- House Democrats are set Thursday to press for documents and witnesses to be included in President Donald Trump's impeachment trial in the Senate.
- House managers seized on Trump's boasts in Davos that "honestly, we have all the material. They don't have the material."
- The trial is scheduled to resume at 1 p.m. ET
House Democrats are ready to press their case Thursday that President Donald Trump should be removed from office, including arguing that the Senate should allow witnesses and documents in the impeachment trial.
The seven House managers, led by Intelligence Committee Chairman Adam Schiff, D-Calif., were given 24 hours to lay out their case that Trump should be convicted and removed from office.
They have up to three days to make their arguments, after which Trump's lawyers will have the same amount of time to present the defense.
The House impeached Trump on Dec. 18 on charges of abuse of power and obstruction of Congress over his efforts to pressure Ukraine President Volodymyr Zelenskiy to launch investigations of former Vice President Joe Biden and a debunked conspiracy theory alleging Ukrainian interference in the 2016 presidential election.
While Trump sought those investigations, his administration was withholding hundreds of millions of dollars in congressionally approved military aid to Ukraine as it battled Russia-back forces. Democrats also impeached Trump for blocking the House's investigation into the matter, by refusing to hand over any documents and directing key witnesses not to comply with Congress.
Schiff and his team kicked off their statements Wednesday by painting a detailed timeline of events encompassing Trump's dealings with Ukraine, and moving to establish that the president's actions constitute abuses of his office.
Trump, Schiff said, "does not, under our laws and under our Constitution, have a right to use the powers of his office to corruptly solicit foreign aid, prohibited foreign aid, in his reelection."
"He does not have the right to withhold official presidential acts to secure that assistance, and he certainly does not have the right to undermine our elections and place our security at risk for his own personal benefit," Schiff said. "No president, Republican or Democrat, can be permitted to do that."
Wednesday's proceedings went until nearly 10 p.m. ET. They are scheduled to restart Thursday at 1 p.m.
Trump's lawyer Jay Sekulow said Wednesday that the defense lawyers will challenge the House managers' arguments and present "an affirmative case" in Trump's defense.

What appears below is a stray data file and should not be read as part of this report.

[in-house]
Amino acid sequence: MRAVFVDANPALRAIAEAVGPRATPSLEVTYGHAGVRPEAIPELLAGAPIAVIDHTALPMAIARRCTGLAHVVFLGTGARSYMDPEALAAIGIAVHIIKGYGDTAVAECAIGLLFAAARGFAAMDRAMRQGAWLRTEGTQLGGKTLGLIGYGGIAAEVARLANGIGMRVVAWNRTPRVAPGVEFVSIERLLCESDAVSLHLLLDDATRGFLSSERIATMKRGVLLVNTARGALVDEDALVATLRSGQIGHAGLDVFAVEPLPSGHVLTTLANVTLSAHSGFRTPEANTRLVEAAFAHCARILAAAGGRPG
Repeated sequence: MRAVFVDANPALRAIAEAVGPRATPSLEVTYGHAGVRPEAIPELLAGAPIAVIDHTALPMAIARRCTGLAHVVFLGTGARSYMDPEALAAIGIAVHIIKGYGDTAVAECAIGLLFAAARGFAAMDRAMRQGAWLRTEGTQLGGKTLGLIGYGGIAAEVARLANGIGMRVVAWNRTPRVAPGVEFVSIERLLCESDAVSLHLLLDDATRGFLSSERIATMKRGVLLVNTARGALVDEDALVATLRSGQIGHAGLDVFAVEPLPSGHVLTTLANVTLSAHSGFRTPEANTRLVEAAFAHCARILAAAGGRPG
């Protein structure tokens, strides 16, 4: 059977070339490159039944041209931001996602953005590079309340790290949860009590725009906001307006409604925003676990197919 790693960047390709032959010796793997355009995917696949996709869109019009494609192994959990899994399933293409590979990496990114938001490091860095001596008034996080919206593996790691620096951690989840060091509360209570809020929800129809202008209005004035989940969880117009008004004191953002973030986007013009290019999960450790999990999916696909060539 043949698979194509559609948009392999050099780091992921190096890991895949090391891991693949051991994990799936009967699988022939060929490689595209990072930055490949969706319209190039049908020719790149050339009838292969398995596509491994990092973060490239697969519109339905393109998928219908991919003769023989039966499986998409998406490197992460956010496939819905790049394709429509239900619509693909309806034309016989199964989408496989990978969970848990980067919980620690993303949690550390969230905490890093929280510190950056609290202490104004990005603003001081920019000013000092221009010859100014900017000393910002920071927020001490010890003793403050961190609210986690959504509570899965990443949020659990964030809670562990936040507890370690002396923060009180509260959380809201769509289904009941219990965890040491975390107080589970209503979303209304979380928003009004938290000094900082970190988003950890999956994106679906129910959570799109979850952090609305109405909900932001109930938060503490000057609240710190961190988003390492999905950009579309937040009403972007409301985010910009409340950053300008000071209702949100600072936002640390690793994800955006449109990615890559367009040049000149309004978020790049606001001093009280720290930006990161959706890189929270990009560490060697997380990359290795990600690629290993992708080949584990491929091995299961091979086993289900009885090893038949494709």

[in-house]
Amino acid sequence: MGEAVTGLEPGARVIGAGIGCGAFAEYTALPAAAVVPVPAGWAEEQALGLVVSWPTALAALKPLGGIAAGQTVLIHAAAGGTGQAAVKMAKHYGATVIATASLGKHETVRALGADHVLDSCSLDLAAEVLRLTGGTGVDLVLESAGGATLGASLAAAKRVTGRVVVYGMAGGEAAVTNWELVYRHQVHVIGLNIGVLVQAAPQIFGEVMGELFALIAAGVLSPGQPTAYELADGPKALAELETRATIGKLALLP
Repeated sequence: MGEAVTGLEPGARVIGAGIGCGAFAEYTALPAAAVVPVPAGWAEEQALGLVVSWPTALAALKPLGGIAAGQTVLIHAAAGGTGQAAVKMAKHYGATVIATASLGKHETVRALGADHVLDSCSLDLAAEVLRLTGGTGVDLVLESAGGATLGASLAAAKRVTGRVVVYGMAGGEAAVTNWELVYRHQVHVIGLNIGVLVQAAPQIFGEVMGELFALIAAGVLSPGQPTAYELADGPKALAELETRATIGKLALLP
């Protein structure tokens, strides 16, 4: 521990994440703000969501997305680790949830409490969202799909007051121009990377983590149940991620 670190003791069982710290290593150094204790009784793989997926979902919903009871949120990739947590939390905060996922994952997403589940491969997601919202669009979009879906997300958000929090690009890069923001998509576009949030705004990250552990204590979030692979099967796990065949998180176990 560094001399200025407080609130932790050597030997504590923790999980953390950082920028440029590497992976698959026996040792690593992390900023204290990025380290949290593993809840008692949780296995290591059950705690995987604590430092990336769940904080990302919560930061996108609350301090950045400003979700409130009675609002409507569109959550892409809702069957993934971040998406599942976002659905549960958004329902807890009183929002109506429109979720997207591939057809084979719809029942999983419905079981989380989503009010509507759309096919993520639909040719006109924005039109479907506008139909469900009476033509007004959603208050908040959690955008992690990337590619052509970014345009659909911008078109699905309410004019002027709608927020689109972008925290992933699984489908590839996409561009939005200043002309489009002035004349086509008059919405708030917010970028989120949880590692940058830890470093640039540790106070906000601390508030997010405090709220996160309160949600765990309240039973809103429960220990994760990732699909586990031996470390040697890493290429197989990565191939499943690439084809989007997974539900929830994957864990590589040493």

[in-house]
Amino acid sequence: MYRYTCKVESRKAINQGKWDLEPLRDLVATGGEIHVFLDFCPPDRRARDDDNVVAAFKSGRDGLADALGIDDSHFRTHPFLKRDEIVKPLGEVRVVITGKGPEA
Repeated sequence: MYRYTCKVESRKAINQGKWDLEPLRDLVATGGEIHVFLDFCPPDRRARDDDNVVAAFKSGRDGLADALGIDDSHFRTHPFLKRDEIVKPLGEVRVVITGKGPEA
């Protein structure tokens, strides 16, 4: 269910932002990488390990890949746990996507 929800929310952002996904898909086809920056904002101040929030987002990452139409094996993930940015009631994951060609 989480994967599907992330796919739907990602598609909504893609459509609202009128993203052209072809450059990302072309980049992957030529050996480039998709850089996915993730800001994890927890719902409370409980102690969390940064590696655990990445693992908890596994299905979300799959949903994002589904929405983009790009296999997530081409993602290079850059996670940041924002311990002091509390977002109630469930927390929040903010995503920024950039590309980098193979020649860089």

As the Democrats put forward their case, they also argued for the Senate to permit new documents and witness testimony.
"We can and will prove President Trump guilty of the conduct and investigation into his misconduct," Schiff said toward the end of his final remarks Wednesday. "But you should know who else was involved in the scheme. You should want the whole truth to come out."
Rep. Jason Crow, D-Colo., another House impeachment manager, said Thursday on MSNBC that "with documents, that's going to be the ultimate judge of how serious [Republicans are] taking this, whether or not they're just going to be a rubber stamp for the president."
Democrats have also seized on Trump's boast in Davos, Switzerland, that "honestly, we have all the material. They don't have the material."
At the World Economic Forum, Trump slammed what he called the impeachment "hoax" and called out some of the leading Democrats, including "sleazeball" Rep. Jerry Nadler, D-N.Y., before returning to the U.S.
Meanwhile, Senate Minority Leader Chuck Schumer, D-N.Y., scoffed at the possibility of a witness trade in which former national security advisor John Bolton could be allowed to testify if Biden's son Hunter were also brought in as a witness.
Democrats see Bolton as a key fact witness who heard firsthand from the president about Ukraine. Many Republicans have adopted Trump's suspicions about Hunter Biden, who served on the board of a Ukraine natural gas company while his father was vice president.
"No, I think that's off the table," Schumer said, when asked about the possibility of a witness trade. "That trade is not on the table."